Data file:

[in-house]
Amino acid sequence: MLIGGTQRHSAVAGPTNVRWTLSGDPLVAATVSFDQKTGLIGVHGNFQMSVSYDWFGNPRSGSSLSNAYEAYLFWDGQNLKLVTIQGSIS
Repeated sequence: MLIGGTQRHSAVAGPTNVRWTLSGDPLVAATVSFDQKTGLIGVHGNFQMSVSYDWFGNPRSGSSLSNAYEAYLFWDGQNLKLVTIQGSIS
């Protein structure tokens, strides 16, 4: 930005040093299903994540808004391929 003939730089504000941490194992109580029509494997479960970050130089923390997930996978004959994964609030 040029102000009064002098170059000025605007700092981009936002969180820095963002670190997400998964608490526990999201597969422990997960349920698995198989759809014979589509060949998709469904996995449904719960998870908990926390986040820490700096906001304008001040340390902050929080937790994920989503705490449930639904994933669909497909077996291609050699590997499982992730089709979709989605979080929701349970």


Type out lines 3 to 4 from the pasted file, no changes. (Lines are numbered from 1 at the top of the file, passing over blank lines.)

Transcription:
Repeated sequence: MLIGGTQRHSAVAGPTNVRWTLSGDPLVAATVSFDQKTGLIGVHGNFQMSVSYDWFGNPRSGSSLSNAYEAYLFWDGQNLKLVTIQGSIS
């Protein structure tokens, strides 16, 4: 930005040093299903994540808004391929 003939730089504000941490194992109580029509494997479960970050130089923390997930996978004959994964609030 040029102000009064002098170059000025605007700092981009936002969180820095963002670190997400998964608490526990999201597969422990997960349920698995198989759809014979589509060949998709469904996995449904719960998870908990926390986040820490700096906001304008001040340390902050929080937790994920989503705490449930639904994933669909497909077996291609050699590997499982992730089709979709989605979080929701349970």